w/ Citizen Cope, Hollis Brown
Ascend Amphitheater; Nashville, TN
August 7, 2015
Review by Meagan Whitney. Photos by Brian Hill.
In Nashville, there are always at least a handful of good shows going on any given night. So when the new 6,800 person amphitheater is packed and there are even people camped out across the street on blankets hoping to be able to see the jumbotrons, you can expect that you’re in for a good show. And when a band can hold such a large Nashville audience’s attention for an entire show, you know their performance is something special. Counting Crows managed to do just that when they played at Ascend Amphitheater on Friday night. With support from Hollis Brown, who recently played the Crows Outlaw Road Show here, and Citizen Cope, the Counting Crows’ performance was captivating, with the band pulling out hit after hit. Read the full review and see more photos below.
Hollis Brown. Photo by Brian Hill.
Starting off the night were recent Outlaw Road Show alumni Hollis Brown. Their set as Ascend was surprisingly different from their set a few weeks ago at the Adam Duritz-curated showcase. They were a perfect opener for the Crows, with many of their songs seeming to be heavily Crows influenced. Climbing atop monitors and playing cigarette-in-mouth-guitar-solos a’la Slash, even though most of the audience wasn’t familiar with their songs, they were able to put on a show befitting such a large venue and reach even the people on the back of the lawn.
Citizen Cope. Photo by Brian Hill.
After the high energy set by Hollis Brown, Citizen Cope seemed a little subdued. Granted, he may not have been playing to his most concentrated audience, or a crowd as familiar with his music, but he seemed a bit distant during his set. A few die-hard fans in the front had obviously come just to hear him, and they seemed more than happy with his performance; and, of course, his well-known hits like “Bullet and a Target” did get more audience members up on their feet. Cope’s band was fantastic, and, admittedly, when he took the stage, at least half the seats were still empty, which can certainly have an affect on the overall vibe; still he provided an enjoyable stopgap before the main attraction took the stage.
Counting Crows. Photo by Brian Hill.
One of the nicest parts of the Counting Crows set was when Adam told the audience not to worry about what everyone else was doing but to enjoy the show the way you felt like, whether you wanted to stand up and dance or sit down for the entire thing. Before that, there had been an audible divide in the audience; some people sitting, some standing, most cajoling their friends to sit or stand with them. The dichotomy of a seated rock show somewhere like Ascend, or The Ryman, is that it’s still a rock show. Some people really do want to stand up and rock out, but a lot of people see it as an opportunity to sit down and really pay attention.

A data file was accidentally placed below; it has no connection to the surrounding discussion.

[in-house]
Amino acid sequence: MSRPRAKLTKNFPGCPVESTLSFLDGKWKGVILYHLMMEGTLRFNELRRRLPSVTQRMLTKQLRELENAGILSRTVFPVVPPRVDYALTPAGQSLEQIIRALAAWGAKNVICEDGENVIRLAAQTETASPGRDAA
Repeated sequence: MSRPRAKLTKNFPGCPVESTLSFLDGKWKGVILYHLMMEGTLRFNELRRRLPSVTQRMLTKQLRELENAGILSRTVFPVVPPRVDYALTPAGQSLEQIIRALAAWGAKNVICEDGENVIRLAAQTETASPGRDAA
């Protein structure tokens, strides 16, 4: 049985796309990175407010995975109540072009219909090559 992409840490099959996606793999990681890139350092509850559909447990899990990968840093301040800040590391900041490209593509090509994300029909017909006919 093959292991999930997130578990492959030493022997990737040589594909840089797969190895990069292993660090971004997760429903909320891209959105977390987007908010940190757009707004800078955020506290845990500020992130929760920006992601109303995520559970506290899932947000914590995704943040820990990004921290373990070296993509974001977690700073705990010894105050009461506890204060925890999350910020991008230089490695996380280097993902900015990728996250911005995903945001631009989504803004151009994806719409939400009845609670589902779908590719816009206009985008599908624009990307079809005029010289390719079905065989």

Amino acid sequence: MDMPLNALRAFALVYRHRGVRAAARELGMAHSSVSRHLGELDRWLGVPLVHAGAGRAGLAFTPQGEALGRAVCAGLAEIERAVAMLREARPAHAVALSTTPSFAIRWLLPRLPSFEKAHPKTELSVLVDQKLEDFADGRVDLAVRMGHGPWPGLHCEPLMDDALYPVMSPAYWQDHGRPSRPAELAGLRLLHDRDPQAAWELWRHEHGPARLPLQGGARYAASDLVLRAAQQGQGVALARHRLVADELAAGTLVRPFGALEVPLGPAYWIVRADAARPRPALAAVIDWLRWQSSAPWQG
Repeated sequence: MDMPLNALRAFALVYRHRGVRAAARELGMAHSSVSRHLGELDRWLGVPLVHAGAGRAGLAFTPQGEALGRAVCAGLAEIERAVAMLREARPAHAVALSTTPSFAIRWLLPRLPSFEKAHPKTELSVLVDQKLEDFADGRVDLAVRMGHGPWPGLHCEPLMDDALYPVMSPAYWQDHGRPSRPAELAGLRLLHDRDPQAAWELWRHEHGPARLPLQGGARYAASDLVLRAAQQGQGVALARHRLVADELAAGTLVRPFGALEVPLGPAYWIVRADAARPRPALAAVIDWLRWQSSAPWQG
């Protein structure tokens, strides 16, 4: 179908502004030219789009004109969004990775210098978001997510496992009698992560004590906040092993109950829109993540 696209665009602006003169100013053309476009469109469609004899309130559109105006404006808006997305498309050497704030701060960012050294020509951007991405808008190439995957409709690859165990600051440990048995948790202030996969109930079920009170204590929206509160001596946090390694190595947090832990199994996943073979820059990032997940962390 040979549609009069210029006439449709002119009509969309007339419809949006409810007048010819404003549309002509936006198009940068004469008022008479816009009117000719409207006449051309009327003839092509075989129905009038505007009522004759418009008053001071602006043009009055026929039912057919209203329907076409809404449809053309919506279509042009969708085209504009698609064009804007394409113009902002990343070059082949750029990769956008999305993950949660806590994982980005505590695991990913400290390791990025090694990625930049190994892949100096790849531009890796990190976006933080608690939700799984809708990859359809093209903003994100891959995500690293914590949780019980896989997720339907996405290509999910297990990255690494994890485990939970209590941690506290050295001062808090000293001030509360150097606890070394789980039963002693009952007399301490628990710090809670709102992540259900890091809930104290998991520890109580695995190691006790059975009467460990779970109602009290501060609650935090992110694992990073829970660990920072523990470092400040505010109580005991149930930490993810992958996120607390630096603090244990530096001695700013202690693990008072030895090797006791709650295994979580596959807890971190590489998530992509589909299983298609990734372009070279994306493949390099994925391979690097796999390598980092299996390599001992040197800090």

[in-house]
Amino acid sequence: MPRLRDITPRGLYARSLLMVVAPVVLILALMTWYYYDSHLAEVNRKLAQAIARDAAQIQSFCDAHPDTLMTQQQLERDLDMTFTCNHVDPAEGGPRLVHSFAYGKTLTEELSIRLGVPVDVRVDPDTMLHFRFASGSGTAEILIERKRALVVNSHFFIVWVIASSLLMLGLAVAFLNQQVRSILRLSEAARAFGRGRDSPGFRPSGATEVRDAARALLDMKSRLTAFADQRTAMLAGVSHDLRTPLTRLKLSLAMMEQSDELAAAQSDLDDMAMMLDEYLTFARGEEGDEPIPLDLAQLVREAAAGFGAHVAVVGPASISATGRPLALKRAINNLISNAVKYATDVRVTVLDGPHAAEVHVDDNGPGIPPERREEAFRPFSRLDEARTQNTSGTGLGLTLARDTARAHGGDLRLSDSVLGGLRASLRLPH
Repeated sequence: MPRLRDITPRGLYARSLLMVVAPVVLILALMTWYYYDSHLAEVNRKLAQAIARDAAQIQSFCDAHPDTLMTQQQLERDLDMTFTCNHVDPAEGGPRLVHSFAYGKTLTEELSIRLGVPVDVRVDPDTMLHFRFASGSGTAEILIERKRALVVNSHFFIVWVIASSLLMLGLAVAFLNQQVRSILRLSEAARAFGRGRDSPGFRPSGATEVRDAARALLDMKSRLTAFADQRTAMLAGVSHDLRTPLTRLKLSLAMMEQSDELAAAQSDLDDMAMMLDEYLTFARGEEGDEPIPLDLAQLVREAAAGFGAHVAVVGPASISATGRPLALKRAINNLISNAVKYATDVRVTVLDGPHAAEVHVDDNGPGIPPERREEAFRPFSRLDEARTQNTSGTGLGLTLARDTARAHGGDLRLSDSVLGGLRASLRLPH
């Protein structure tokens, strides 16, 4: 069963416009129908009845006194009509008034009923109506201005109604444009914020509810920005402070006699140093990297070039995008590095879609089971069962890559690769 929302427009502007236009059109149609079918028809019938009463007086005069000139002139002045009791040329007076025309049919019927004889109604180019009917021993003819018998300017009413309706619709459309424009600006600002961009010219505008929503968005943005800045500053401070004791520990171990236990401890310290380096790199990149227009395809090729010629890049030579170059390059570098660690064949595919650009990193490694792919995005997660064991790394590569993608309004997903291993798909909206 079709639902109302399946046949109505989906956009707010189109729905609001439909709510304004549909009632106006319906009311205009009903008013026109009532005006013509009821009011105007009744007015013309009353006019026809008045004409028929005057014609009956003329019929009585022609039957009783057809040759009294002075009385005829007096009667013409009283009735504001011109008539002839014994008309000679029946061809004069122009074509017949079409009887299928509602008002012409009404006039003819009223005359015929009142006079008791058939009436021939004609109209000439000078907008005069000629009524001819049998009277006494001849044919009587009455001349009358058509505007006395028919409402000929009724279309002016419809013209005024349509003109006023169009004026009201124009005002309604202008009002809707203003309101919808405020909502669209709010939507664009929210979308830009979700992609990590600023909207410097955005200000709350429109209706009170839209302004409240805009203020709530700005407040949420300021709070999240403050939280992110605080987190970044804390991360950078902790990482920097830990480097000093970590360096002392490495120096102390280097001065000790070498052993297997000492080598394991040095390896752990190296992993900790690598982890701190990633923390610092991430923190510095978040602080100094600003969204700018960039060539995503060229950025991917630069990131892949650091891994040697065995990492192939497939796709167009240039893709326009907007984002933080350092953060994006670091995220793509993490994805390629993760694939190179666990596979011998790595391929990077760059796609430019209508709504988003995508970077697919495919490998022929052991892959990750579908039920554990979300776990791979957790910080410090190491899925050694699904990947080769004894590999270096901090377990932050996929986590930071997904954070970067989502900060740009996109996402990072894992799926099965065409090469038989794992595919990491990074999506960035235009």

Counting Crows shows are often a good time to do the latter. In reality, Adam Duritz is as much a poet as a songwriter, a spoken word artist who happens to be a great singer and frontman. But the power of his performance lays in the subtle nuances of his wording, how he changes a phrase here and there, how he emphasizes each syllable, the pauses he takes between words that make you see the song in a whole new light. And if you were at the Counting Crows secret set at their Outlaw Road Show at Mercy Lounge a few weeks ago, you might have been expecting a quiet, subdued, acoustic performance where everyone would be sitting down and listening for all of those things.
Instead, the performance at Ascend saw Duritz doing all the things he does so well, but in a way that was only amplified by having the full band playing and by the massive size of the audience. The subtleties of his vocals were still there, but they were balanced atop what the band was playing; they were the icing on the cake, an important part of the show but not the only star on stage.
Of course, it almost goes without saying, that the Crows have enough hits under their belts to keep the audience singing along from start to finish. The renditions of all their songs were good but they also tackled a few covers, which really stood out, including a fantastic version of Jackson C. Frank’s “Blues Run the Game.”
From start to finish, the Counting Crows’ set was nearly flawless. They played all the expected hits and managed to include just the right covers to keep things interesting. While their secret set at Outlaw Road Show was something special, it’s evident that they’re in their element playing with a full band, to larger audiences who can appreciate both Duritz’ talent for delivering meaningful lyrics and the band behind him that makes it work so well.
John Appleseed’s Lament
Black and Blue
Cover Up the Sun
You Ain’t Goin’ Nowhere (Bob Dylan cover)
Mrs. Potter’s Lullaby
Like Teenage Gravity (Kasey Anderson cover)
God of Ocean Tides
Blues Run the Game (Jackson C. Frank cover)
Big Yellow Taxi (Joni Mitchell cover)
A Long December
Rain King (“Lippy Kids” (Elbow) Alt Lyrics)
Holiday in Spain